As a beta team of Thunderbolts trains and is abruptly sent off on their first mission, things don’t look so good for Cain Marko. Our boy Juggernaut went brain to brain with a mind twisting being and lost, which seeded self doubt and thoughts of worthlessness in his mind, causing him to stand up to Thunderbolts alpha team leader, Luke Cage. Bad move as this got him sent back to base and booted to the Raft’s commons for a week. This doesn’t sit well with Juggernaut, and he’s either going to be really pissed off later and take it out on someone he shouldn’t, or it will have the reverse effect, causing him to buckle down and step it up in a good way. I’m sure this conundrum will solve itself next issue when the Fear Itself tie-in takes place, and I’d recommend picking it up to watch the show. One way or another, something (or someone) is going to get absolutely pummeled. -AL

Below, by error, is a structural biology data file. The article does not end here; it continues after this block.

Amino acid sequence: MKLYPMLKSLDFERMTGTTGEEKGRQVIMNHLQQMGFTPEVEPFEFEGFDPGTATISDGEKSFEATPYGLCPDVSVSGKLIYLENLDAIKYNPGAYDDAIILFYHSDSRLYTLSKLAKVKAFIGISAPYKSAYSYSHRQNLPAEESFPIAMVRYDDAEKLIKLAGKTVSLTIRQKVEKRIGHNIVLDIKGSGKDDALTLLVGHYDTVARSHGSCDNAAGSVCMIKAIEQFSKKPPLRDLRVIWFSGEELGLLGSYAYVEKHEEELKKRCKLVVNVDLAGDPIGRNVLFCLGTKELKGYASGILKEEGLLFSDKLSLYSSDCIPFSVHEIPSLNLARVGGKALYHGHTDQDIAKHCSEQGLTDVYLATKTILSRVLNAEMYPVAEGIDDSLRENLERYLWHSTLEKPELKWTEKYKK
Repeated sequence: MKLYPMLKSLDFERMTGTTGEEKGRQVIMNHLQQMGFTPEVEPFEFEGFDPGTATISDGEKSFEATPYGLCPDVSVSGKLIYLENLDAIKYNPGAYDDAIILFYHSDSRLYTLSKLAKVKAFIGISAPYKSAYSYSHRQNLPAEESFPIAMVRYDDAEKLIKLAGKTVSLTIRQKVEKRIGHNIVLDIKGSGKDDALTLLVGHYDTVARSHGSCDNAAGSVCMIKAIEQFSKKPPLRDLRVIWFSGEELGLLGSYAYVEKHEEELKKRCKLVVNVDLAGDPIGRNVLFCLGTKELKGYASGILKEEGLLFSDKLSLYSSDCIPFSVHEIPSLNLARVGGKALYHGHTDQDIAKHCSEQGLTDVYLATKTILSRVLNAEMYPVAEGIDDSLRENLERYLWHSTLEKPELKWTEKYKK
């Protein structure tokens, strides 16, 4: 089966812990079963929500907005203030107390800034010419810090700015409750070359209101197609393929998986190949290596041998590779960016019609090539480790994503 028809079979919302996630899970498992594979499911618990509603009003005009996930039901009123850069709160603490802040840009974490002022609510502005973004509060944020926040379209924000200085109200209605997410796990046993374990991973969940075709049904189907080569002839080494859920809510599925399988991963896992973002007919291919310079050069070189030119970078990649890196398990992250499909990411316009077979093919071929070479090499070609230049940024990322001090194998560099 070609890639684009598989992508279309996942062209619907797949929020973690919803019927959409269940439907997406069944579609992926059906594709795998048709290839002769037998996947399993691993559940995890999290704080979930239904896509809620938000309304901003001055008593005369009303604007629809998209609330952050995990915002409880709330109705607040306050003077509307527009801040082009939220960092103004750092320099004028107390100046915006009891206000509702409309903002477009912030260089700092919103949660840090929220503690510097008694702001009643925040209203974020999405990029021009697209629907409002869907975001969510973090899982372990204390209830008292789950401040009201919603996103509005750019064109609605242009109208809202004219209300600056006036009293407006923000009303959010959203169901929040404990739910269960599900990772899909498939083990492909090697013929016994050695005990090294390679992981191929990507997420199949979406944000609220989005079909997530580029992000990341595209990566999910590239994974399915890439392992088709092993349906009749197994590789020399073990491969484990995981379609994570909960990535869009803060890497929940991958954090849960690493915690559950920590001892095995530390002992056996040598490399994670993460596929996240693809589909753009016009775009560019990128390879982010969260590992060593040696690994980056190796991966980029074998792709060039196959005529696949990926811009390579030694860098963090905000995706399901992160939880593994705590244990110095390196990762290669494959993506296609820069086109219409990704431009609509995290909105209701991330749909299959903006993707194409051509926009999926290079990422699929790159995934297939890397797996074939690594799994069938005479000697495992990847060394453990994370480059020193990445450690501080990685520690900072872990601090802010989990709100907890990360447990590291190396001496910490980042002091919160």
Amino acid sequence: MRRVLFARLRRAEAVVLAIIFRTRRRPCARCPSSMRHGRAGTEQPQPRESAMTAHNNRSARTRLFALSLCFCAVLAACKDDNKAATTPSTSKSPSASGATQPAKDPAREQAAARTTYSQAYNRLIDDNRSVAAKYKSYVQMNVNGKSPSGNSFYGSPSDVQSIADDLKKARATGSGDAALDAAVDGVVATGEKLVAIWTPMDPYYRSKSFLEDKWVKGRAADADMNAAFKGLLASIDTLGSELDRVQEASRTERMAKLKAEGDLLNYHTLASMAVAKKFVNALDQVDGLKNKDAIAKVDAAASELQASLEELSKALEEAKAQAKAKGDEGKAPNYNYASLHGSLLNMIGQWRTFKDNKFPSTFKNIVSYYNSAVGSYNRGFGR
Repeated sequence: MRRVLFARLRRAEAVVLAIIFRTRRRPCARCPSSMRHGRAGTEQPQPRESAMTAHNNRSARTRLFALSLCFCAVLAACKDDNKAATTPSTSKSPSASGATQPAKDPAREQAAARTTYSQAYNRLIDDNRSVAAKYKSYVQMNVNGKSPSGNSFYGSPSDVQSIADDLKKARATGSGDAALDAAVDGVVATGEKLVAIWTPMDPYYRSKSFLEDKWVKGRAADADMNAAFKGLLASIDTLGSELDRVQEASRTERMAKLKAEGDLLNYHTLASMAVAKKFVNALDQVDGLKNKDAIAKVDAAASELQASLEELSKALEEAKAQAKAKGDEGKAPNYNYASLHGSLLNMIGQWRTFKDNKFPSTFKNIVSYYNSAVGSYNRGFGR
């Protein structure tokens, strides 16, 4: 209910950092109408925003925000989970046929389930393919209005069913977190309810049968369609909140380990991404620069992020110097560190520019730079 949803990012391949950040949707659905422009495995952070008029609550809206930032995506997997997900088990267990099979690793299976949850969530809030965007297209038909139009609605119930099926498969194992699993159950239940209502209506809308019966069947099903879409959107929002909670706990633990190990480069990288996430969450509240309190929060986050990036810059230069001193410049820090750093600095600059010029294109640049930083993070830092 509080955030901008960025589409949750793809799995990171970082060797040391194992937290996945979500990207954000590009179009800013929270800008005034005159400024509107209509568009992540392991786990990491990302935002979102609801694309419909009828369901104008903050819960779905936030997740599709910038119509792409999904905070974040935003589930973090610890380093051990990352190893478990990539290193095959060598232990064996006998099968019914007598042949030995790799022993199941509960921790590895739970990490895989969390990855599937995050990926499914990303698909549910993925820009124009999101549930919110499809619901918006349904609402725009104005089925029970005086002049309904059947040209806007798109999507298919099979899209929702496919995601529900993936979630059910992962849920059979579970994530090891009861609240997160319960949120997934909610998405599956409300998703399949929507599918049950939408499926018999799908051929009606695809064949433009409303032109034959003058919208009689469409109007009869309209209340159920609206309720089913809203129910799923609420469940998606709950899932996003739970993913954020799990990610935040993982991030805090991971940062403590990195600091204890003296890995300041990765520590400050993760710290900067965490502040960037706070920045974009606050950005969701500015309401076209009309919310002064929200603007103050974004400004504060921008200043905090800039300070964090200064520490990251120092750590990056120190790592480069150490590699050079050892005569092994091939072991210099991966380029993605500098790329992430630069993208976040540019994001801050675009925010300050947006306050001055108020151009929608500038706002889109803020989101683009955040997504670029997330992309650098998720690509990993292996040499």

Now that we know a new Ultimate Universe reboot is on the way, the intensity of these final issues of Ultimate Comics Spider-Man has been growing with each installment. The way this one ends is so damn cool, I may have never been pulling for Peter Parker more than I am now. Before we get to that though, there was a super awesome battle scene where Human Torch and Iceman take on the Ultimate version of the Sinister Six. The two buds get home to Aunt May’s house, after exchanging some entertaining banter about making out with girls, only to discover the team of baddies waiting outside, looking for Peter. Johnny and Iceman get into battle mode and get their shots in, most notably torch on the Green Goblin. However, with players like Electro and Sandman on the side of the bad guys, it doesn’t take a genius to figure out how to take down this duo; Sandman engulfs Johnny, dousing his flames, while Electro uses Bobby’s ice slide as a conduit to electrocute him. It’s ugly, and just when all hope looks lost, a battle wounded, but battle hardened Peter shows up to kick some bad guy ass. He makes short work of The Vulture and then welcomes the other villains to take him on. And that’s where things end. Upon learning of the Ultimate reboot, I was a little disappointed that this book’s “Spider-Man and His Amazing Friends” vibe would be going away, but it would seem as though the upcoming Ultimate X-Men series will still feature Johnny and Bobby. YES! As for Peter, well, this story line is titled “The Death of Spider-Man…” –AL